Former Darwin Star editor,Neil Dibbs, sans beard,(right) is seen on a successful Pine Creek bottle digging expedition, with a scruffy, bearded individual who would have been quickly shown the door if he applied for a job as the janitor or frog tickler/ exterminator at the paper .
Additional intriguing information and documents have surfaced following previous posts in this ongoing series about Darwin’s newspaper wars which saw two media moguls slug it out .
First, it has been suggested that Darwin’s independent newspaper, The Star, locked in a battle for survival against the Northern Territory News in the early 1980s , may have survived had it held on for just one more month . Information has been received from a reliable source indicating that the Murdoch camp was increasingly concerned about the cost of the campaign to wipe out the newspaper which had been bought by South Australian transport and media millionaire , Allan Scott.
A sum of up to $180,000 , we are told, was set aside to achieve that goal , which involved setting up a free,home delivered weekly, The Darwin Sun, and slashing News advertising rates by half on six month contracts. The low rates not only hit The Star, they reduced the News revenue . The Star reverted to a biweekly , having become a triweekly ,with the announced intention to become a daily, a direct challenge to the NT News .
As a result of the war , we are further advised, it got to a stage where the News felt the cost was becoming too much. It was not known how deep were the pockets of Scott and his determination to keep the paper going. A moratorium or a truce were considered at the News in which both camps co-existed . The Star, however, was eventually sucked into an economic black hole, along with the Red Dwarf.
The second piece of information which surfaced relates to Scott and his dislike of people who wore beards. When the airconditioning broke down at The Star, a bearded technician , who knew Kerry and Sandra Byrnes, founders of the paper, was called in . He had the airconditioning plant in pieces when Scott drove up and asked him what he was doing. When he explained, Scott said it would be better for him to carry out the work in the Ascott truck depot .
The very next day, the electrician, now a Tennant Creek resident, was told his services were no longer required, firmly convinced he got the chop because of his facial fungus . Other sources have confirmed that Scott did not employ bearded drivers.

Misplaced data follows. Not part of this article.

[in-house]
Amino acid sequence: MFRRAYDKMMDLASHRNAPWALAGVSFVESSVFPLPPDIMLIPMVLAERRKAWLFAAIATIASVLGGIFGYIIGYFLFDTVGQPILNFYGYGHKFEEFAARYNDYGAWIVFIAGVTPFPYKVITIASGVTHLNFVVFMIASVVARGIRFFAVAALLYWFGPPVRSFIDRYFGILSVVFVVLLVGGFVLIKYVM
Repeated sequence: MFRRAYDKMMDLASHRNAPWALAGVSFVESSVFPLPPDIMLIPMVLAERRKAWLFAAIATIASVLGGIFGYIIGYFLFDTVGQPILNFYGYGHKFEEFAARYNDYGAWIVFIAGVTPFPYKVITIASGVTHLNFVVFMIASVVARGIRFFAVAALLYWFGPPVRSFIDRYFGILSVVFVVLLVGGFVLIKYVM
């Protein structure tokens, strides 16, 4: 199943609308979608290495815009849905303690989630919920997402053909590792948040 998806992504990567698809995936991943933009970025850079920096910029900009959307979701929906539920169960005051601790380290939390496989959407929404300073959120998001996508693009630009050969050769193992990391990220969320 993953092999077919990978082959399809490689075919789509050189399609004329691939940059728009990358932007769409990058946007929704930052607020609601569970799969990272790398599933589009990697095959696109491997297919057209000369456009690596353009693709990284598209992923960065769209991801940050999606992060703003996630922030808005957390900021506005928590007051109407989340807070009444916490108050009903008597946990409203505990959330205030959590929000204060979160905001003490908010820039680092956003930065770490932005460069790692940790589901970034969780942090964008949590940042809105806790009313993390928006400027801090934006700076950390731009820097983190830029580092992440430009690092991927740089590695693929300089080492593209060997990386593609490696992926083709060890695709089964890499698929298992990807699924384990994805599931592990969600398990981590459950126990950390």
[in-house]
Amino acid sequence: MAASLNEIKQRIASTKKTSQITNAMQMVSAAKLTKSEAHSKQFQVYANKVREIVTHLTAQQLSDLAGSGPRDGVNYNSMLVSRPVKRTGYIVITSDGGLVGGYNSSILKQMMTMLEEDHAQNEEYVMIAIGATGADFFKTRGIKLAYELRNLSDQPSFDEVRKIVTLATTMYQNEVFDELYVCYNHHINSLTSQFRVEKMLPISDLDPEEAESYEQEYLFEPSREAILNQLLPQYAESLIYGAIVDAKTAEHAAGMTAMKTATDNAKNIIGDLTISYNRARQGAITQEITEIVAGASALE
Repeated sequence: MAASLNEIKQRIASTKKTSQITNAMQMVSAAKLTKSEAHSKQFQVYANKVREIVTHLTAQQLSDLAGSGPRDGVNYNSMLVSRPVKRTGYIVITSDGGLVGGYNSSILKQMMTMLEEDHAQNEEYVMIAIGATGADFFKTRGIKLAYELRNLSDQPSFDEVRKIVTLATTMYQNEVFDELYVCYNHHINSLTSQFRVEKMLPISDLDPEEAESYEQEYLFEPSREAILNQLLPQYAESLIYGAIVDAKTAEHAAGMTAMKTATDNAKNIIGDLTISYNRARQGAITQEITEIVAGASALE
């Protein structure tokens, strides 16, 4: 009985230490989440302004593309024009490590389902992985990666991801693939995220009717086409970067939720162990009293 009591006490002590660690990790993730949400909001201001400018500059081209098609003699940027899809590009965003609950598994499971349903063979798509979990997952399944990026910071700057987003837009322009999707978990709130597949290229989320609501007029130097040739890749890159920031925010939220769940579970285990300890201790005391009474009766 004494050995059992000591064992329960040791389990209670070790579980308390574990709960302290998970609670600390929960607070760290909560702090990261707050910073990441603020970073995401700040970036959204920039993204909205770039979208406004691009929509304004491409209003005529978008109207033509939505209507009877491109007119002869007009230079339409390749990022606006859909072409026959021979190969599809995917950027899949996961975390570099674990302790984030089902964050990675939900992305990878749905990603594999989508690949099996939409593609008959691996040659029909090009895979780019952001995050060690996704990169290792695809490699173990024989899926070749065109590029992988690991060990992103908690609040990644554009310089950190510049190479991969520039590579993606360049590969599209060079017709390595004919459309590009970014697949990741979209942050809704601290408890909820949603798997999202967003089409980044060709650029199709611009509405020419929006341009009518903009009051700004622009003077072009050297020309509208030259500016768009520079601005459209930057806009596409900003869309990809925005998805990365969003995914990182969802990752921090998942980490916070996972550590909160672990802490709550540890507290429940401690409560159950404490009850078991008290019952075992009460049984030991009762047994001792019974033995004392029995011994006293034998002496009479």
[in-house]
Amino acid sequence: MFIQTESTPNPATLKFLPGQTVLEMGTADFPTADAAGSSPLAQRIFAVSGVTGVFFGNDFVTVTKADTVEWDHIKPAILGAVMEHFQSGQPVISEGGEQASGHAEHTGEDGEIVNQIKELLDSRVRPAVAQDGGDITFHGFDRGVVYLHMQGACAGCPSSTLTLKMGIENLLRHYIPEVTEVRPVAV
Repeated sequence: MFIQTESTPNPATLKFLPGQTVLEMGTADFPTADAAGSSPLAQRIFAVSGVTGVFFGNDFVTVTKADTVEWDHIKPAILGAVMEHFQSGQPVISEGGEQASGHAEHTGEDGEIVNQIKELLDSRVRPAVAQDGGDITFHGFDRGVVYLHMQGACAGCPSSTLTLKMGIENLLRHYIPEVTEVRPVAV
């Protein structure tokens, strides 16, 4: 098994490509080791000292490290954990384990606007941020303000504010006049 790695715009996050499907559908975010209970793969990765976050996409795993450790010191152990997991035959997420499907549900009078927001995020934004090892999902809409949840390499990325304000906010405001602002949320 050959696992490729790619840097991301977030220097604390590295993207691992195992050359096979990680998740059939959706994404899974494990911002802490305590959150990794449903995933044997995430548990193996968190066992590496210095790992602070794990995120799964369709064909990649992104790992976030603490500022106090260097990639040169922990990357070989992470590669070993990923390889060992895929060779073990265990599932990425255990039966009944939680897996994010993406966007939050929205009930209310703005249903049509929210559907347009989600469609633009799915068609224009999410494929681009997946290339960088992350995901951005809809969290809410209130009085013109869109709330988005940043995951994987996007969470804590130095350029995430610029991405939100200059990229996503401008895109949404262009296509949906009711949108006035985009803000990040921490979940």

It is part of Sydney newspaper folklore that media tycoon Sir Frank Packer sacked a telegram delivery boy , paying him off on the spot , for riding up and down in the Daily Telegraph lift, believing he was one of the staff .
A similar event is said to have taken place here in Darwin when Scott noticed a man walking around outside his Berrimah truck depot building . A Telecom / Telstra employee , he was supposedly just walking around trying to work out where to carry out some work. Scott bounced out of the office and demanded to know what he was doing walking about and how long he had been working there. When the fellow said he had only been there one day , Scott sacked him on the spot and told him to see the accountant and get paid off. It is probably apocryphal, but it is claimed the man also got a week’s severance pay.
Scott kept an eagle eye on the cash flow in all of his ventures . The Australian Journalists’ Association advised that Scott was known to say sack a photographer or reporter when the balance sheet headed south. He also issued firm instructions to the Boarder Watch staff regarding his support for politicians and lines to take in editorial content. These instructions and staff resignations became the subject of public knowledge .
NEXT EDITION : Almost in the category of a Dead Sea Scroll, the yellowing typescript of a 30 year old article by that anonymous, annoying political Star writer , Pandanus, about a judge who reduced his Darwin audience to tears- with laughter.